Saying “next week and the coming weeks will be a crucial test,” Gov. Janet Mills on Wednesday urged Mainers to limit in-person contact over Thanksgiving, but she stopped short of issuing at-home gathering limits like those in other states including New Jersey.
The Democratic governor said a lack of more federal stimulus and a scheduled phase-out of unemployment benefits for roughly 35,000 Mainers by year’s end factored into her decision to not curtail business and personal activities the way she did in the spring. The federal help is not there now, she said, so it would be even tougher now to take those dramatic measures.
“Congress and the president are nothing short of negligent in not passing another aid package,” she said.
Mills’ urgent comments came on the heels of news that another four Mainers died as health officials reported 158 new coronavirus cases across the state on Wednesday. The seven-day average for new cases was 191.7, up from 164.7 a week ago and just 30.9 a month ago.
Since the latest surge in virus transmission began a little more than three weeks ago, Maine has seen nearly 3,500 new cases and 24 deaths. It took Maine until early July to record as many cases, four months after health officials confirmed the presence of the novel coronavirus here.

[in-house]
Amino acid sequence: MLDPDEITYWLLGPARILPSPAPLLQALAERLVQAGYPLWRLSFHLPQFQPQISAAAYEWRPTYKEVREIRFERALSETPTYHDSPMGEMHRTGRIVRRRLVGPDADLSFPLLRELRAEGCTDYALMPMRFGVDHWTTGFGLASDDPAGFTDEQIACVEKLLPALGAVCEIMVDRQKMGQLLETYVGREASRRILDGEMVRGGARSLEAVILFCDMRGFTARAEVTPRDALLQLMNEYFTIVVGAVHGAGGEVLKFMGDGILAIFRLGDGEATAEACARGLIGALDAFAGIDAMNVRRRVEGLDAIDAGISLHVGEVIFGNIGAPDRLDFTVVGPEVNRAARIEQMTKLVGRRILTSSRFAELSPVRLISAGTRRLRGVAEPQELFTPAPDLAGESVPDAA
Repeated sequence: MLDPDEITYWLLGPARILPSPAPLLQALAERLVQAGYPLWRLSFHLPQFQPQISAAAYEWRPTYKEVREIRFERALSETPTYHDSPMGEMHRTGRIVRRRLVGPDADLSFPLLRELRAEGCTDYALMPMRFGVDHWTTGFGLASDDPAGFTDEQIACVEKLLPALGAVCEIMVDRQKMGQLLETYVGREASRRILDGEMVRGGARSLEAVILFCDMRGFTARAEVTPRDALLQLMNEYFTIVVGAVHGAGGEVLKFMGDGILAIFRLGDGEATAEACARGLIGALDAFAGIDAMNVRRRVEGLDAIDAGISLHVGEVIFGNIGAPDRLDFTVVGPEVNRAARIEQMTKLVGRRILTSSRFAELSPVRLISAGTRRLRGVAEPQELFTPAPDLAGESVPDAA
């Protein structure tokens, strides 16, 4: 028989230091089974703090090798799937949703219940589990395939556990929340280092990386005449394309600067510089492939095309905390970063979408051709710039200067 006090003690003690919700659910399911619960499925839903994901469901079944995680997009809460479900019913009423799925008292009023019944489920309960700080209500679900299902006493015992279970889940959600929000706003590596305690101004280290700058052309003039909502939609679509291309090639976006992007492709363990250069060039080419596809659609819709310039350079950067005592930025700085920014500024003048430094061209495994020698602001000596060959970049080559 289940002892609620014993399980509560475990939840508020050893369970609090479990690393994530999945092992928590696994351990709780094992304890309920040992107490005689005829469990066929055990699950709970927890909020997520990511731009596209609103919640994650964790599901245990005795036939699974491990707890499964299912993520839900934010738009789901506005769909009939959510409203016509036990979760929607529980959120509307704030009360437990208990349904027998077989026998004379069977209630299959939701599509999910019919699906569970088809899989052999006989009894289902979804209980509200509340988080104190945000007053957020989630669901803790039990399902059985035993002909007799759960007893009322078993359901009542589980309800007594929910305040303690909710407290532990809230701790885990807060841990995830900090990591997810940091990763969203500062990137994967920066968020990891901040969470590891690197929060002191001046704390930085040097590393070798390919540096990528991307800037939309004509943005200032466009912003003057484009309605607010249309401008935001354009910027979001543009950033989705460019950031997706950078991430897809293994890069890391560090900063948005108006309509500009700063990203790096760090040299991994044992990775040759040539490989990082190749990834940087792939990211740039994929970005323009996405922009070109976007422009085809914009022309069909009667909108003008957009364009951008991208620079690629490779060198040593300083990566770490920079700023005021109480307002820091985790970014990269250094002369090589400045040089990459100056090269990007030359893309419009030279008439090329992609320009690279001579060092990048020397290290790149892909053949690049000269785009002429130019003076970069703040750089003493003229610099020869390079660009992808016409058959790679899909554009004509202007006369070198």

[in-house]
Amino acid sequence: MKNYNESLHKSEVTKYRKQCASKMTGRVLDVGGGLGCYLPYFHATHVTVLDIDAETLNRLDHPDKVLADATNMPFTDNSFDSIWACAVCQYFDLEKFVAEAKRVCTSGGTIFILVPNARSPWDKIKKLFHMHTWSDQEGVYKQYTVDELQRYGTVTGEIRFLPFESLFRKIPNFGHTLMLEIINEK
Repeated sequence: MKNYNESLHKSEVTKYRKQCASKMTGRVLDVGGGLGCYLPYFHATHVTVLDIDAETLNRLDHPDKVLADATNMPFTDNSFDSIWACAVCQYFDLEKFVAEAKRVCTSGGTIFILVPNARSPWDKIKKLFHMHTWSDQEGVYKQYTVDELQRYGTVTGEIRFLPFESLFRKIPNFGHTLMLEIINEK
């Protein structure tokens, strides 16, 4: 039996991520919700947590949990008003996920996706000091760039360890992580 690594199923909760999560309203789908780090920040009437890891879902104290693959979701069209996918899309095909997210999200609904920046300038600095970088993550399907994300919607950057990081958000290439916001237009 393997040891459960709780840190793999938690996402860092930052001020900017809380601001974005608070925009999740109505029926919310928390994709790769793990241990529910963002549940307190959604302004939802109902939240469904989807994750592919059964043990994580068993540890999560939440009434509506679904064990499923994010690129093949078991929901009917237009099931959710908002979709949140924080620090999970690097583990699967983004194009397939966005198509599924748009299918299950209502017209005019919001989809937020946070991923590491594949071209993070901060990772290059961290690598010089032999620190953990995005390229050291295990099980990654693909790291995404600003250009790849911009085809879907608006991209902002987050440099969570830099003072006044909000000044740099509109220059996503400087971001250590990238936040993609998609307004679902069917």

Mills said she is considering a number of measured approaches to possibly reducing gathering sizes and asking businesses to close earlier, but there would be no return to a stay-at-home order. She said she will consult with businesses over the next few weeks.
The governor also urged Mainers to wear masks, distance and consider whether they really need to pick up something at a store or go out and mingle with other people.
“As you make your own plans for Thanksgiving, please consider whether any in-person gathering is at all necessary,” Mills said. She said there would be no statewide lockdown or return to a stay-at-home order.